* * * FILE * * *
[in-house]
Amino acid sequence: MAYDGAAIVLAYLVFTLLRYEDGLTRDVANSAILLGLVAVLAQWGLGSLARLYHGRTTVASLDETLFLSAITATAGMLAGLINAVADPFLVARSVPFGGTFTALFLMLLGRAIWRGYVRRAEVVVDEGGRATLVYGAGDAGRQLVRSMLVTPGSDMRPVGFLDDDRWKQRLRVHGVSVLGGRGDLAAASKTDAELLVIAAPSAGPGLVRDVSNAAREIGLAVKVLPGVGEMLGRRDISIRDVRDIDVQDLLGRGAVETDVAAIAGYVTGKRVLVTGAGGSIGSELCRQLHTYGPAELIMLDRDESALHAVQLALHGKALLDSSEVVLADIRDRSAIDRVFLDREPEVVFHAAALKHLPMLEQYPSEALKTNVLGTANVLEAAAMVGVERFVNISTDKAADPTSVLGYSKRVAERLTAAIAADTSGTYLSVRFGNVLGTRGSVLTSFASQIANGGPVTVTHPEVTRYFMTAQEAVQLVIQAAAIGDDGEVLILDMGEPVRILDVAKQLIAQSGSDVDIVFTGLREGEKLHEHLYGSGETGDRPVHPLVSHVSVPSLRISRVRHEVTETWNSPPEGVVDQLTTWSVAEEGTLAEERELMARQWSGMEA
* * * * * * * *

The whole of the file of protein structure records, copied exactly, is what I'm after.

[in-house]
Amino acid sequence: MAYDGAAIVLAYLVFTLLRYEDGLTRDVANSAILLGLVAVLAQWGLGSLARLYHGRTTVASLDETLFLSAITATAGMLAGLINAVADPFLVARSVPFGGTFTALFLMLLGRAIWRGYVRRAEVVVDEGGRATLVYGAGDAGRQLVRSMLVTPGSDMRPVGFLDDDRWKQRLRVHGVSVLGGRGDLAAASKTDAELLVIAAPSAGPGLVRDVSNAAREIGLAVKVLPGVGEMLGRRDISIRDVRDIDVQDLLGRGAVETDVAAIAGYVTGKRVLVTGAGGSIGSELCRQLHTYGPAELIMLDRDESALHAVQLALHGKALLDSSEVVLADIRDRSAIDRVFLDREPEVVFHAAALKHLPMLEQYPSEALKTNVLGTANVLEAAAMVGVERFVNISTDKAADPTSVLGYSKRVAERLTAAIAADTSGTYLSVRFGNVLGTRGSVLTSFASQIANGGPVTVTHPEVTRYFMTAQEAVQLVIQAAAIGDDGEVLILDMGEPVRILDVAKQLIAQSGSDVDIVFTGLREGEKLHEHLYGSGETGDRPVHPLVSHVSVPSLRISRVRHEVTETWNSPPEGVVDQLTTWSVAEEGTLAEERELMARQWSGMEA